The Preschool Referral Project, developed by the departments of Children and Family Services and Preschool Services, offers foster children age 3 to 5 enhanced preschool services resulting in increased placement stability, school readiness and school performance.
Phalos Haire and Diana Alexander accept their award for the Preschool Referral Project from the California State Association of Counties at Tuesday’s Board of Supervisors meeting.

County programs aimed at reducing truancy, preventing the spread of West Nile Virus, providing preschool services to foster children, improving customer service and shortening the time to obtain search warrants were honored today as among the best in the state.

California State Association of Counties Executive Director Matt Cate appeared at today’s Board of Supervisors meeting to deliver five 2013 CSAC Challenge Awards to the Public Defender’s Office, Environmental Health, Transitional Assistance, Children and Family Services, Preschool Services, and Information Services.

“These awards reflect the resourcefulness of County employees and their dedication to developing more efficient and effective ways to serve and protect our residents,” San Bernardino County Board of Supervisors Chair Janice Rutherford said. “I commend the staff members who earned this year’s CSAC Challenge Awards, and I challenge all of our employees to continue offering their ideas about how the County can improve customer service and better use its resources.”

The annual CSAC awards are considered a highly competitive recognition program that honors the best and most innovative among California’s 58 counties. This year, 18 counties were honored with awards after a panel of judges evaluated 220 entries. The CSAC Challenge Awards provide meaningful examples of how County employees are committed to achieving the Countywide Vision and creating a county in which those who reside and invest can prosper and achieve well-being.

The following are descriptions of each CSAC Challenge Award:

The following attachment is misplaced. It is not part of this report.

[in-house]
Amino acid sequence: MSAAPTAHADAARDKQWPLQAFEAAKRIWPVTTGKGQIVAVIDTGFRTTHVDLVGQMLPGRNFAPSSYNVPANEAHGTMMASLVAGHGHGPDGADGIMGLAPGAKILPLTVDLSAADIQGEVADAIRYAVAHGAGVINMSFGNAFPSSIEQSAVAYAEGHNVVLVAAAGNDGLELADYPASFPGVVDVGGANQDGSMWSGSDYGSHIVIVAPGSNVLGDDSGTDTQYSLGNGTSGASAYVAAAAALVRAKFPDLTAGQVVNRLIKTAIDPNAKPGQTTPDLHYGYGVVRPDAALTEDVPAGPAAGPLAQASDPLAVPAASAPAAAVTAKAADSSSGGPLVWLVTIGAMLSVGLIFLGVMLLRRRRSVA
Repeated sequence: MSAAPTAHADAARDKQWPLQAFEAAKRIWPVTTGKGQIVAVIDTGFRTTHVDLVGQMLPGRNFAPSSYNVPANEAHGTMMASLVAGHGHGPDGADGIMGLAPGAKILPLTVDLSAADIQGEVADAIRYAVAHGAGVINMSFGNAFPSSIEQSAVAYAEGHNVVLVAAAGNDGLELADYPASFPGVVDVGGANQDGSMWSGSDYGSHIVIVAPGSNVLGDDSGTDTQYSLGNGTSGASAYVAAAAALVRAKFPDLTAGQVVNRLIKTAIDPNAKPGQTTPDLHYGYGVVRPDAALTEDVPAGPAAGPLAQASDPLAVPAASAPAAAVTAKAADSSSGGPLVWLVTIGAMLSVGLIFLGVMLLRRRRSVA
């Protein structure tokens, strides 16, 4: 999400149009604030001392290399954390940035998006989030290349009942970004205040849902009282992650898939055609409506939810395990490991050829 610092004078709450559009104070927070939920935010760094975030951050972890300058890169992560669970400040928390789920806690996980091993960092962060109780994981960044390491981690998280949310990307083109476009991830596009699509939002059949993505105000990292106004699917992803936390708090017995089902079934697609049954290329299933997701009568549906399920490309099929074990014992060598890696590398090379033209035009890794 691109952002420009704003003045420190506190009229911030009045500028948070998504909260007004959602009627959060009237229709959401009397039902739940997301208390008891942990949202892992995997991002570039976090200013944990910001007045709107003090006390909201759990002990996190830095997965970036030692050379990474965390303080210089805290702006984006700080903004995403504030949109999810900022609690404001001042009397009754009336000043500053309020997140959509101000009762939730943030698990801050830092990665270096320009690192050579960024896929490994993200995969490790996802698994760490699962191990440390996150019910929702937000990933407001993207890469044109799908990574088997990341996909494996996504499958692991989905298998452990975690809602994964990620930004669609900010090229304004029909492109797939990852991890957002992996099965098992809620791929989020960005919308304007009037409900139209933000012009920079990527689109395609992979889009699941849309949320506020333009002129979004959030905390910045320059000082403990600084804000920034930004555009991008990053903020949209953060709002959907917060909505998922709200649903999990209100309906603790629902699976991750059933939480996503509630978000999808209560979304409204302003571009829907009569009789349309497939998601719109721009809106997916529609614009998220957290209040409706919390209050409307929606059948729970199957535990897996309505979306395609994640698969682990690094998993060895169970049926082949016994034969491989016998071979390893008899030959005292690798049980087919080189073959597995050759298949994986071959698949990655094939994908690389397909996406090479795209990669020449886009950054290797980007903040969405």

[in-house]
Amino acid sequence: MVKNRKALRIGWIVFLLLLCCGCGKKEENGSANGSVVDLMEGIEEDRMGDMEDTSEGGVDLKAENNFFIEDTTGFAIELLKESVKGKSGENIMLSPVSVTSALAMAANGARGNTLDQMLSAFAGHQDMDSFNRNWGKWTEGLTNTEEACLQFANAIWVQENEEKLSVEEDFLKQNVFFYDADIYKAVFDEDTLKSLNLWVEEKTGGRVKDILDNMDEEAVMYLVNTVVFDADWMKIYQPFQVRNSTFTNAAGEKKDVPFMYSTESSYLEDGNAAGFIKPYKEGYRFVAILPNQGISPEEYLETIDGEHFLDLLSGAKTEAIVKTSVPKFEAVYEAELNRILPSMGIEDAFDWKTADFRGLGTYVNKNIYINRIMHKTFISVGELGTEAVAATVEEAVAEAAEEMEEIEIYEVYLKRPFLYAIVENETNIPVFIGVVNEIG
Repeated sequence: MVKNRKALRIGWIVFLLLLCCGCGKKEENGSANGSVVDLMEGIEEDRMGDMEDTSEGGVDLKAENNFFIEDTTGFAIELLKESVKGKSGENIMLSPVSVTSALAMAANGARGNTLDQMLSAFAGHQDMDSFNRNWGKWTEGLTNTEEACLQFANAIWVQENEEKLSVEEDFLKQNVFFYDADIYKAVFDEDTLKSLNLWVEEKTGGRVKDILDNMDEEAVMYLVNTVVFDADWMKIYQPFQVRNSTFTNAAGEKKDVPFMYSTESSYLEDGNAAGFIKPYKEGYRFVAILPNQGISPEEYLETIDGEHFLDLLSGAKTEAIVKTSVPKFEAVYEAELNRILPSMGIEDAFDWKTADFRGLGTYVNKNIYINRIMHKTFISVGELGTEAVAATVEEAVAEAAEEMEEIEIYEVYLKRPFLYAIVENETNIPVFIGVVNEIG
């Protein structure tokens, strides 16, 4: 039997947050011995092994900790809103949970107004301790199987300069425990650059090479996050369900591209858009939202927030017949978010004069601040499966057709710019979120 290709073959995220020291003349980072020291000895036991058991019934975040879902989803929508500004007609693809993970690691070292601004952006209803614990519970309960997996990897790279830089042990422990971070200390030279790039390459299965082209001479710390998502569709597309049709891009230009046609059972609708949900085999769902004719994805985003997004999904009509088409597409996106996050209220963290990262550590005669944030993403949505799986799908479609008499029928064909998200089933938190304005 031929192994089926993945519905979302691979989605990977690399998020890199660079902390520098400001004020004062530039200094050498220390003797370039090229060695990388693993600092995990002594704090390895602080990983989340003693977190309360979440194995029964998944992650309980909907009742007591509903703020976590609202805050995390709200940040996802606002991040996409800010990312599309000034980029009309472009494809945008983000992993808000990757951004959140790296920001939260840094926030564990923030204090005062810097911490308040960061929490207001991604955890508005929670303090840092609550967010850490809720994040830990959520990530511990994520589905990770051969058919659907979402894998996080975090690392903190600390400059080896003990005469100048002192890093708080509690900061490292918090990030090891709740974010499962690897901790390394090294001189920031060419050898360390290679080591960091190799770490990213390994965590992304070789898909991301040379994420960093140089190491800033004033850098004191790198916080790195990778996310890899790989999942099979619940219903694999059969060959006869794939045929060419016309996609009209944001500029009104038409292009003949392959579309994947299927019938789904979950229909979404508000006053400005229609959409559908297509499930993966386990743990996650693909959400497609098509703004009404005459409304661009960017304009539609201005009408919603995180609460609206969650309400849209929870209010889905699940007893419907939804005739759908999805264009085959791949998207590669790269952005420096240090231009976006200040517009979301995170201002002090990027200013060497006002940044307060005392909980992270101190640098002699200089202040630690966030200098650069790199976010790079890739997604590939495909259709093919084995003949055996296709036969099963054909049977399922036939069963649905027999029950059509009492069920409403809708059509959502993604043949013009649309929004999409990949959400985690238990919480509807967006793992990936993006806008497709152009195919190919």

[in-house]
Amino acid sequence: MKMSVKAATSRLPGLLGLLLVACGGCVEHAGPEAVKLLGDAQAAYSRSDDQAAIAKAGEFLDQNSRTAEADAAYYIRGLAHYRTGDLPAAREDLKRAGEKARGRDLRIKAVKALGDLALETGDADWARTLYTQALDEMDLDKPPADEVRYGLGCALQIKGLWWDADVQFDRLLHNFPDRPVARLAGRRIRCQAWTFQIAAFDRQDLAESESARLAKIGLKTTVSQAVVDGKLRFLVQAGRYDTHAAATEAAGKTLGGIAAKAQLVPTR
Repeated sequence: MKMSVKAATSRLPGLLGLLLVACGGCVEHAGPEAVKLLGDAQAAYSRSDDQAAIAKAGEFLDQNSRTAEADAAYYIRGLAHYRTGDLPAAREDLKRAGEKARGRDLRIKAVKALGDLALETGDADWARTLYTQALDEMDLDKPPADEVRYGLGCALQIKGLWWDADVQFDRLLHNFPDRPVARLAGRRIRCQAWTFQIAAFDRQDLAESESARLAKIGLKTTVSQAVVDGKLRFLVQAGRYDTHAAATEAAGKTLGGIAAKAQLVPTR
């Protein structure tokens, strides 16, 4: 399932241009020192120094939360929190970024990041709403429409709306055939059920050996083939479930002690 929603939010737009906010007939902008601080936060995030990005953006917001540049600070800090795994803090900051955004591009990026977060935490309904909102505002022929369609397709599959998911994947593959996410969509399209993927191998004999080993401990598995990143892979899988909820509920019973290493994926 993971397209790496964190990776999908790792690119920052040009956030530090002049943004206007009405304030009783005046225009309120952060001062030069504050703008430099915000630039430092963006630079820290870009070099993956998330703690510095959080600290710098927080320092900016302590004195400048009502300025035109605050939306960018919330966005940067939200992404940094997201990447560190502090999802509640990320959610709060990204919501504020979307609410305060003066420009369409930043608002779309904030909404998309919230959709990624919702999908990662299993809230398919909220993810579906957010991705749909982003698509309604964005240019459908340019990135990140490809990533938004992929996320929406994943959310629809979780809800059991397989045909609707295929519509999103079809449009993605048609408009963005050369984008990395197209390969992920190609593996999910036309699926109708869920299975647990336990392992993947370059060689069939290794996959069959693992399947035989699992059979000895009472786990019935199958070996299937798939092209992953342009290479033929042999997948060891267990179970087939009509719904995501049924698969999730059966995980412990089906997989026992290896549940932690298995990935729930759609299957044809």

Making Attendance a Priority (MAP) is a collaborative, grant-funded program designed by the Public Defender’s Office to reduce truancy in the City of San Bernardino.

MAP assigns a social services practitioner to visit families of truant students in their homes on a weekly basis to address issues leading to the child’s truancy. From 2008-13, MAP has served more than 1,800 children. In a recent sampling of 43 students, 32 of them attended 70 percent more classes than before they were identified by the school district for the program.

MAP has also increased revenue to the San Bernardino City Unified School District at an average of $21,000 per year because of the increase in attendance.

West Nile Virus Aerial Surveillance Collaboration is a joint venture between Environmental Health’s Mosquito Vector Control Program and the Aviation Division of the Sheriff’s Department. The program utilizes aerial surveillance to identify and reduce mosquito breeding by targeting unmaintained swimming pools in residential neighborhoods. Addresses of green pools identified during surveillance were given to mosquito vector control to track down the owner responsible for maintaining the pools to reduce mosquito breeding. It is estimated that the Mosquito Vector Control Program potentially prevented the production of 990 million mosquitos per week, greatly reducing the potential prevalence of West Nile Virus.

The Transitional Assistance Department Customer Service Center was set up to help people seeking benefits, promote operational efficiency, maximize productivity and prepare for implementation of the Affordable Care Act (ACA). The number of applications received for Medi-Cal and other social service programs and ongoing case management responsibilities are expected to rise with implementation of the ACA. TAD built a technologically savvy business model to help people get signed up for care. The USDA Food and Nutrition Services directed other counties to visit the TAD Customer Service Center to learn from the County’s experience. In 2012, more than 1 million calls were received and customers surveyed gave high ratings for excellent or good quality service.

The Preschool Referral Project, developed by the departments of Children and Family Services and Preschool Services, offers foster children age 3 to 5 enhanced preschool services resulting in increased placement stability, school readiness and school performance. As a result of the referral project, participation in early childhood education programs for foster children increased by 200 percent resulting in 118 foster children participating the program. All children in the program showed improvement in language, self-regulation, mathematical and social development. The results are encouraging for children who have been abused, witnessed abuse and suffered the trauma of being removed from their parents.

The Superior Court On-Call Warrants system was designed by the Information Services Department to help judges review, sign, and deliver search warrants with a digital and mobile system accessed anytime and anywhere. Prior to development of the electronic system, a series of sometimes inconvenient phone calls and faxes between law enforcement and on-call judges had to be made causing delays in the approval process. Now judges can review, annotate, and approve warrants anytime using a mobile web-based application.

Average wait time is about 15 minutes.